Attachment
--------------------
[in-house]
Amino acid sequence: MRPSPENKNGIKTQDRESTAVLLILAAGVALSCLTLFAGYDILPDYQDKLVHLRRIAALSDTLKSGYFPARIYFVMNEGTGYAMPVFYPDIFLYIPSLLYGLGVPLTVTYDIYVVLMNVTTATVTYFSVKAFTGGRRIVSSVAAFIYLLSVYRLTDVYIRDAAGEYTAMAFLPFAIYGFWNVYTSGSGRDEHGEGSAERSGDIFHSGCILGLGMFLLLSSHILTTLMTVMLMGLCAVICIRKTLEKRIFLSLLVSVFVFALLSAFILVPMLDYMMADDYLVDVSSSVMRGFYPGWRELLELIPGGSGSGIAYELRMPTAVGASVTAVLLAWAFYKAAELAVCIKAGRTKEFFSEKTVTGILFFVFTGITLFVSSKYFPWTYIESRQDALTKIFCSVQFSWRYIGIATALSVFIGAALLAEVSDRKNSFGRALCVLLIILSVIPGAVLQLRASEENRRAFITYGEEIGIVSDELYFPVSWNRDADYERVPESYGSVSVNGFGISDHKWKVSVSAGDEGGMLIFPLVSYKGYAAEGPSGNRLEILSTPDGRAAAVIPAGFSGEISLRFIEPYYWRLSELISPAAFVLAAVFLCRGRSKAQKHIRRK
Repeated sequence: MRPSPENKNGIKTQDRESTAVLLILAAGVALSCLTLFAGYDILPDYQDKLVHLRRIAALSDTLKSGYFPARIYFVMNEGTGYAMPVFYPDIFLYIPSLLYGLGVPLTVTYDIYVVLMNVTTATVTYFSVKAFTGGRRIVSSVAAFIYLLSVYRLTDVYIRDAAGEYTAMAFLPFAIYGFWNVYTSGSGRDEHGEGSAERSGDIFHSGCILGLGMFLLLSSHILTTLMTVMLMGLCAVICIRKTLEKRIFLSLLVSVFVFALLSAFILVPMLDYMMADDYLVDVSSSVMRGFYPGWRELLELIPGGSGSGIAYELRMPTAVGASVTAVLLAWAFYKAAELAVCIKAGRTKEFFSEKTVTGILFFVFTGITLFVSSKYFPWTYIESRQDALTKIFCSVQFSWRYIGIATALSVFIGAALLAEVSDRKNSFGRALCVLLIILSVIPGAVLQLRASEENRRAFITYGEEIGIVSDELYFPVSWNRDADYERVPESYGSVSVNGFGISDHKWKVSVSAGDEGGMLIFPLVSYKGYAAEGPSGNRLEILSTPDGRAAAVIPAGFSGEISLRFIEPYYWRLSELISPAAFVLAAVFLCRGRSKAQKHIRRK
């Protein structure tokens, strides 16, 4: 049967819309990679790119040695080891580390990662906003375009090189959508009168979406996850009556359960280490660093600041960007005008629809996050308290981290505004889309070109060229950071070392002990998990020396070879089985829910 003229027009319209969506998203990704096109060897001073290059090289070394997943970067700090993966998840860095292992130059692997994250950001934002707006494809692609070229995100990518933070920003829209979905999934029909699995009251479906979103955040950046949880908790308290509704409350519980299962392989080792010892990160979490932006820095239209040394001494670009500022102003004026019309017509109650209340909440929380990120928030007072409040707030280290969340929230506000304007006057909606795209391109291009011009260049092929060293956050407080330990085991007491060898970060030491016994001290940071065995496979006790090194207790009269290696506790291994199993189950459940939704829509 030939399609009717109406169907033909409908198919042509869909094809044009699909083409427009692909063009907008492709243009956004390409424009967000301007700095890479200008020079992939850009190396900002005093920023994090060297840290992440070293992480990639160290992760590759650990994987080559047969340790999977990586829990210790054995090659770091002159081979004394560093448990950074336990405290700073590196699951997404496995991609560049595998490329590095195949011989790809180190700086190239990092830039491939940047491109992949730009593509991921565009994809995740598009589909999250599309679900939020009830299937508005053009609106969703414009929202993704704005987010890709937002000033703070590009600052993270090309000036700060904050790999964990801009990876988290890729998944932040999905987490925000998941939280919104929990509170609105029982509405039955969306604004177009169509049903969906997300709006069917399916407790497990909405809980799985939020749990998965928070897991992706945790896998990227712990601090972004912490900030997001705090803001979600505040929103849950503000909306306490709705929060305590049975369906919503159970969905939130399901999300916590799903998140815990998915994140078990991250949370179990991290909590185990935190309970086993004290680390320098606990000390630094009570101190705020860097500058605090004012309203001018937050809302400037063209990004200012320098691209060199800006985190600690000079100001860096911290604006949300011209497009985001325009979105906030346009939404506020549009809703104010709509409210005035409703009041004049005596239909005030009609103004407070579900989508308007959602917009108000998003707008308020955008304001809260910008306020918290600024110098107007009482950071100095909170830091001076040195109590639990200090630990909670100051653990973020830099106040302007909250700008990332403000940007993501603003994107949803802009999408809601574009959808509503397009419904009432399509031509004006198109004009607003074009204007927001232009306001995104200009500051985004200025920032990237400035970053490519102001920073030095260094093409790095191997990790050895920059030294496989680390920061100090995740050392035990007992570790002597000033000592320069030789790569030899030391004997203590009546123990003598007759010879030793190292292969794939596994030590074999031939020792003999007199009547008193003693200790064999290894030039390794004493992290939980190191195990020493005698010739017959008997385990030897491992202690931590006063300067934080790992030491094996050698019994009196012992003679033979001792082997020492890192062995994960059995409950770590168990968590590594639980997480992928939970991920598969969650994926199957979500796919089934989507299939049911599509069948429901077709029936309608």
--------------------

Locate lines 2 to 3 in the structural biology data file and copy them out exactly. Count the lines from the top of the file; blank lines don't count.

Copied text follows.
Amino acid sequence: MRPSPENKNGIKTQDRESTAVLLILAAGVALSCLTLFAGYDILPDYQDKLVHLRRIAALSDTLKSGYFPARIYFVMNEGTGYAMPVFYPDIFLYIPSLLYGLGVPLTVTYDIYVVLMNVTTATVTYFSVKAFTGGRRIVSSVAAFIYLLSVYRLTDVYIRDAAGEYTAMAFLPFAIYGFWNVYTSGSGRDEHGEGSAERSGDIFHSGCILGLGMFLLLSSHILTTLMTVMLMGLCAVICIRKTLEKRIFLSLLVSVFVFALLSAFILVPMLDYMMADDYLVDVSSSVMRGFYPGWRELLELIPGGSGSGIAYELRMPTAVGASVTAVLLAWAFYKAAELAVCIKAGRTKEFFSEKTVTGILFFVFTGITLFVSSKYFPWTYIESRQDALTKIFCSVQFSWRYIGIATALSVFIGAALLAEVSDRKNSFGRALCVLLIILSVIPGAVLQLRASEENRRAFITYGEEIGIVSDELYFPVSWNRDADYERVPESYGSVSVNGFGISDHKWKVSVSAGDEGGMLIFPLVSYKGYAAEGPSGNRLEILSTPDGRAAAVIPAGFSGEISLRFIEPYYWRLSELISPAAFVLAAVFLCRGRSKAQKHIRRK
Repeated sequence: MRPSPENKNGIKTQDRESTAVLLILAAGVALSCLTLFAGYDILPDYQDKLVHLRRIAALSDTLKSGYFPARIYFVMNEGTGYAMPVFYPDIFLYIPSLLYGLGVPLTVTYDIYVVLMNVTTATVTYFSVKAFTGGRRIVSSVAAFIYLLSVYRLTDVYIRDAAGEYTAMAFLPFAIYGFWNVYTSGSGRDEHGEGSAERSGDIFHSGCILGLGMFLLLSSHILTTLMTVMLMGLCAVICIRKTLEKRIFLSLLVSVFVFALLSAFILVPMLDYMMADDYLVDVSSSVMRGFYPGWRELLELIPGGSGSGIAYELRMPTAVGASVTAVLLAWAFYKAAELAVCIKAGRTKEFFSEKTVTGILFFVFTGITLFVSSKYFPWTYIESRQDALTKIFCSVQFSWRYIGIATALSVFIGAALLAEVSDRKNSFGRALCVLLIILSVIPGAVLQLRASEENRRAFITYGEEIGIVSDELYFPVSWNRDADYERVPESYGSVSVNGFGISDHKWKVSVSAGDEGGMLIFPLVSYKGYAAEGPSGNRLEILSTPDGRAAAVIPAGFSGEISLRFIEPYYWRLSELISPAAFVLAAVFLCRGRSKAQKHIRRK